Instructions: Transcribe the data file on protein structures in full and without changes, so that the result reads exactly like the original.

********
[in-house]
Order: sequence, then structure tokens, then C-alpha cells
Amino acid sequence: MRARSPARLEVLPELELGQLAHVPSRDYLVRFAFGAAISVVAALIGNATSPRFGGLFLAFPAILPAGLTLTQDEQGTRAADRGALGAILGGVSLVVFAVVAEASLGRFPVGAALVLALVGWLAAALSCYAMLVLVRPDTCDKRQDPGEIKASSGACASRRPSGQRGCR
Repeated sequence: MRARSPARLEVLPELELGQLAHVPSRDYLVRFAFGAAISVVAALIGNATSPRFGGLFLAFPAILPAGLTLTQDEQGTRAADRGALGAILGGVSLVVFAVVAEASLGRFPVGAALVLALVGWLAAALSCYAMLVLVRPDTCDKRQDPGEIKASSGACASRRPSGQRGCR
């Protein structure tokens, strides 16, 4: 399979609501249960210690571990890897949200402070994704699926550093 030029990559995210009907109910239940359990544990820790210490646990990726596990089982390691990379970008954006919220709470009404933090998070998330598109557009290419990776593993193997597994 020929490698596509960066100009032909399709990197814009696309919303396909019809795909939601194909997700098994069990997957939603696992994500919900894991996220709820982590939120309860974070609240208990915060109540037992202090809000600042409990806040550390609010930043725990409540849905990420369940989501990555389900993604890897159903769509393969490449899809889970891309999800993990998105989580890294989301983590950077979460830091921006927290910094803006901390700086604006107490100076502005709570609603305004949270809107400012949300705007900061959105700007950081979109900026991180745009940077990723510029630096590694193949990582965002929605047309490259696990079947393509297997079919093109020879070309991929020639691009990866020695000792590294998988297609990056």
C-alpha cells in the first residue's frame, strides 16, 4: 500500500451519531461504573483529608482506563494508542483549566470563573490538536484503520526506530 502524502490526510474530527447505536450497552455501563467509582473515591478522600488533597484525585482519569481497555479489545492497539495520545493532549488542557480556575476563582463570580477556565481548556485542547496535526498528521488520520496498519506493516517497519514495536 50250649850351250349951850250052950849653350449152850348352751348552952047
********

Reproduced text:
[in-house]
Order: sequence, then structure tokens, then C-alpha cells
Amino acid sequence: MRARSPARLEVLPELELGQLAHVPSRDYLVRFAFGAAISVVAALIGNATSPRFGGLFLAFPAILPAGLTLTQDEQGTRAADRGALGAILGGVSLVVFAVVAEASLGRFPVGAALVLALVGWLAAALSCYAMLVLVRPDTCDKRQDPGEIKASSGACASRRPSGQRGCR
Repeated sequence: MRARSPARLEVLPELELGQLAHVPSRDYLVRFAFGAAISVVAALIGNATSPRFGGLFLAFPAILPAGLTLTQDEQGTRAADRGALGAILGGVSLVVFAVVAEASLGRFPVGAALVLALVGWLAAALSCYAMLVLVRPDTCDKRQDPGEIKASSGACASRRPSGQRGCR
């Protein structure tokens, strides 16, 4: 399979609501249960210690571990890897949200402070994704699926550093 030029990559995210009907109910239940359990544990820790210490646990990726596990089982390691990379970008954006919220709470009404933090998070998330598109557009290419990776593993193997597994 020929490698596509960066100009032909399709990197814009696309919303396909019809795909939601194909997700098994069990997957939603696992994500919900894991996220709820982590939120309860974070609240208990915060109540037992202090809000600042409990806040550390609010930043725990409540849905990420369940989501990555389900993604890897159903769509393969490449899809889970891309999800993990998105989580890294989301983590950077979460830091921006927290910094803006901390700086604006107490100076502005709570609603305004949270809107400012949300705007900061959105700007950081979109900026991180745009940077990723510029630096590694193949990582965002929605047309490259696990079947393509297997079919093109020879070309991929020639691009990866020695000792590294998988297609990056």
C-alpha cells in the first residue's frame, strides 16, 4: 500500500451519531461504573483529608482506563494508542483549566470563573490538536484503520526506530 502524502490526510474530527447505536450497552455501563467509582473515591478522600488533597484525585482519569481497555479489545492497539495520545493532549488542557480556575476563582463570580477556565481548556485542547496535526498528521488520520496498519506493516517497519514495536 50250649850351250349951850250052950849653350449152850348352751348552952047